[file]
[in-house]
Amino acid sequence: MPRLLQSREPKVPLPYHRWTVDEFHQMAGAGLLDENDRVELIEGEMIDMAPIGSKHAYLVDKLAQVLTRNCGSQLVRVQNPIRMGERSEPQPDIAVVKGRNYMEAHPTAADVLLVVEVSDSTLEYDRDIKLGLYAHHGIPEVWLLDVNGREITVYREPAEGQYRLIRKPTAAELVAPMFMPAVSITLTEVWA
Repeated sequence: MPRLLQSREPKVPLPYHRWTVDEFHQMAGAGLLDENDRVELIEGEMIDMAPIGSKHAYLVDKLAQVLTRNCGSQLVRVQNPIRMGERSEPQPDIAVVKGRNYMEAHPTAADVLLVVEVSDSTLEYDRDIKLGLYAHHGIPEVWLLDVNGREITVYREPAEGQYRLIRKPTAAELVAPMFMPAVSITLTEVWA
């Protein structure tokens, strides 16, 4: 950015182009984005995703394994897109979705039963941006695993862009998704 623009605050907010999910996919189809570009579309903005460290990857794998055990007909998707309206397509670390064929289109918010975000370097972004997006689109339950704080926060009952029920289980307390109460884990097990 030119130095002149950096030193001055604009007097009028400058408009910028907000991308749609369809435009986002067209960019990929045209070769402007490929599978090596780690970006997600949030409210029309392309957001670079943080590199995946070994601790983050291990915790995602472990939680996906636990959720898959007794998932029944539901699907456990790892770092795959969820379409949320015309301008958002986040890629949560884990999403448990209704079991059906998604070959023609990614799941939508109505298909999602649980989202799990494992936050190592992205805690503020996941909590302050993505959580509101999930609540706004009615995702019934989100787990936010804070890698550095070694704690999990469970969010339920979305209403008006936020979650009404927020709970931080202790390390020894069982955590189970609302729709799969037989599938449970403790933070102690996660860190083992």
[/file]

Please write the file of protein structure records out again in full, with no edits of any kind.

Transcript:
[in-house]
Amino acid sequence: MPRLLQSREPKVPLPYHRWTVDEFHQMAGAGLLDENDRVELIEGEMIDMAPIGSKHAYLVDKLAQVLTRNCGSQLVRVQNPIRMGERSEPQPDIAVVKGRNYMEAHPTAADVLLVVEVSDSTLEYDRDIKLGLYAHHGIPEVWLLDVNGREITVYREPAEGQYRLIRKPTAAELVAPMFMPAVSITLTEVWA
Repeated sequence: MPRLLQSREPKVPLPYHRWTVDEFHQMAGAGLLDENDRVELIEGEMIDMAPIGSKHAYLVDKLAQVLTRNCGSQLVRVQNPIRMGERSEPQPDIAVVKGRNYMEAHPTAADVLLVVEVSDSTLEYDRDIKLGLYAHHGIPEVWLLDVNGREITVYREPAEGQYRLIRKPTAAELVAPMFMPAVSITLTEVWA
């Protein structure tokens, strides 16, 4: 950015182009984005995703394994897109979705039963941006695993862009998704 623009605050907010999910996919189809570009579309903005460290990857794998055990007909998707309206397509670390064929289109918010975000370097972004997006689109339950704080926060009952029920289980307390109460884990097990 030119130095002149950096030193001055604009007097009028400058408009910028907000991308749609369809435009986002067209960019990929045209070769402007490929599978090596780690970006997600949030409210029309392309957001670079943080590199995946070994601790983050291990915790995602472990939680996906636990959720898959007794998932029944539901699907456990790892770092795959969820379409949320015309301008958002986040890629949560884990999403448990209704079991059906998604070959023609990614799941939508109505298909999602649980989202799990494992936050190592992205805690503020996941909590302050993505959580509101999930609540706004009615995702019934989100787990936010804070890698550095070694704690999990469970969010339920979305209403008006936020979650009404927020709970931080202790390390020894069982955590189970609302729709799969037989599938449970403790933070102690996660860190083992």